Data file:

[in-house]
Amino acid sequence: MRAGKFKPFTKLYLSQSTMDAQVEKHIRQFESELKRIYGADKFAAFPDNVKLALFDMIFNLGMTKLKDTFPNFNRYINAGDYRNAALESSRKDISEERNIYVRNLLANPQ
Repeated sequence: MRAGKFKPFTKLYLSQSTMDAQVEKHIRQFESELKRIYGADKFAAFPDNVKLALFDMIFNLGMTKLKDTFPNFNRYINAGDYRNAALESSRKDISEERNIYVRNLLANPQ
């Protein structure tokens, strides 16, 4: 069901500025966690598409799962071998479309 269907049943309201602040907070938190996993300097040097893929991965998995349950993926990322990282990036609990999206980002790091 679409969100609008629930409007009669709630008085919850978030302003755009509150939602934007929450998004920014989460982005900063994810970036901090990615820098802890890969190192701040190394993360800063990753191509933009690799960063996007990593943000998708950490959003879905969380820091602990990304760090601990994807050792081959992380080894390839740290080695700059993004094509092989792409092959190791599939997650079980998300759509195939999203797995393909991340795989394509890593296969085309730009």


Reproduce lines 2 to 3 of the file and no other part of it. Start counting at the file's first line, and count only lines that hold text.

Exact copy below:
Amino acid sequence: MRAGKFKPFTKLYLSQSTMDAQVEKHIRQFESELKRIYGADKFAAFPDNVKLALFDMIFNLGMTKLKDTFPNFNRYINAGDYRNAALESSRKDISEERNIYVRNLLANPQ
Repeated sequence: MRAGKFKPFTKLYLSQSTMDAQVEKHIRQFESELKRIYGADKFAAFPDNVKLALFDMIFNLGMTKLKDTFPNFNRYINAGDYRNAALESSRKDISEERNIYVRNLLANPQ